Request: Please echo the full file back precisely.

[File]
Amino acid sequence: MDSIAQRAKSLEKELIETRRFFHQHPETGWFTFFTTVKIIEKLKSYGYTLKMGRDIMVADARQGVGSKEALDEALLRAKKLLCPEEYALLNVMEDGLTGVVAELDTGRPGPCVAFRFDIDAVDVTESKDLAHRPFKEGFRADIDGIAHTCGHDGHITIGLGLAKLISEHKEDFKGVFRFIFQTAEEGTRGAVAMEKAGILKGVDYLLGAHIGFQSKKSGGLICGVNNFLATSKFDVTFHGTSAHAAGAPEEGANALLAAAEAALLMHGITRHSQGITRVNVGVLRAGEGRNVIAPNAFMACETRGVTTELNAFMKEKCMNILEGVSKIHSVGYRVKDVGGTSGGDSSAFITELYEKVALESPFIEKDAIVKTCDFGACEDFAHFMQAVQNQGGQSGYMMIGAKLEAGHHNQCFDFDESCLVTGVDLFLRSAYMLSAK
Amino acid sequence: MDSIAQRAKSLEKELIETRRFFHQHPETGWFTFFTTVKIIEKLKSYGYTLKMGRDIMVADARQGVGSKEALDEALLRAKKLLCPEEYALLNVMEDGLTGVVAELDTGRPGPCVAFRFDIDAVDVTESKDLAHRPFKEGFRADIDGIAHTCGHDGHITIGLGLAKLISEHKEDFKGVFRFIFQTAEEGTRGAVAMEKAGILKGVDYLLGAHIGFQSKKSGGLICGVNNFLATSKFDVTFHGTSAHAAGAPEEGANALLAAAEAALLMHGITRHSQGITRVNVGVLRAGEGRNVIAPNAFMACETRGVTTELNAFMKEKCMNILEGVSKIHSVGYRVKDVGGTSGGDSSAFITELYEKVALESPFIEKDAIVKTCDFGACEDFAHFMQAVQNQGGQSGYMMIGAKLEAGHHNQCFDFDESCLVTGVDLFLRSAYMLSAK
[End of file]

Amino acid sequence: MDSIAQRAKSLEKELIETRRFFHQHPETGWFTFFTTVKIIEKLKSYGYTLKMGRDIMVADARQGVGSKEALDEALLRAKKLLCPEEYALLNVMEDGLTGVVAELDTGRPGPCVAFRFDIDAVDVTESKDLAHRPFKEGFRADIDGIAHTCGHDGHITIGLGLAKLISEHKEDFKGVFRFIFQTAEEGTRGAVAMEKAGILKGVDYLLGAHIGFQSKKSGGLICGVNNFLATSKFDVTFHGTSAHAAGAPEEGANALLAAAEAALLMHGITRHSQGITRVNVGVLRAGEGRNVIAPNAFMACETRGVTTELNAFMKEKCMNILEGVSKIHSVGYRVKDVGGTSGGDSSAFITELYEKVALESPFIEKDAIVKTCDFGACEDFAHFMQAVQNQGGQSGYMMIGAKLEAGHHNQCFDFDESCLVTGVDLFLRSAYMLSAK
Amino acid sequence: MDSIAQRAKSLEKELIETRRFFHQHPETGWFTFFTTVKIIEKLKSYGYTLKMGRDIMVADARQGVGSKEALDEALLRAKKLLCPEEYALLNVMEDGLTGVVAELDTGRPGPCVAFRFDIDAVDVTESKDLAHRPFKEGFRADIDGIAHTCGHDGHITIGLGLAKLISEHKEDFKGVFRFIFQTAEEGTRGAVAMEKAGILKGVDYLLGAHIGFQSKKSGGLICGVNNFLATSKFDVTFHGTSAHAAGAPEEGANALLAAAEAALLMHGITRHSQGITRVNVGVLRAGEGRNVIAPNAFMACETRGVTTELNAFMKEKCMNILEGVSKIHSVGYRVKDVGGTSGGDSSAFITELYEKVALESPFIEKDAIVKTCDFGACEDFAHFMQAVQNQGGQSGYMMIGAKLEAGHHNQCFDFDESCLVTGVDLFLRSAYMLSAK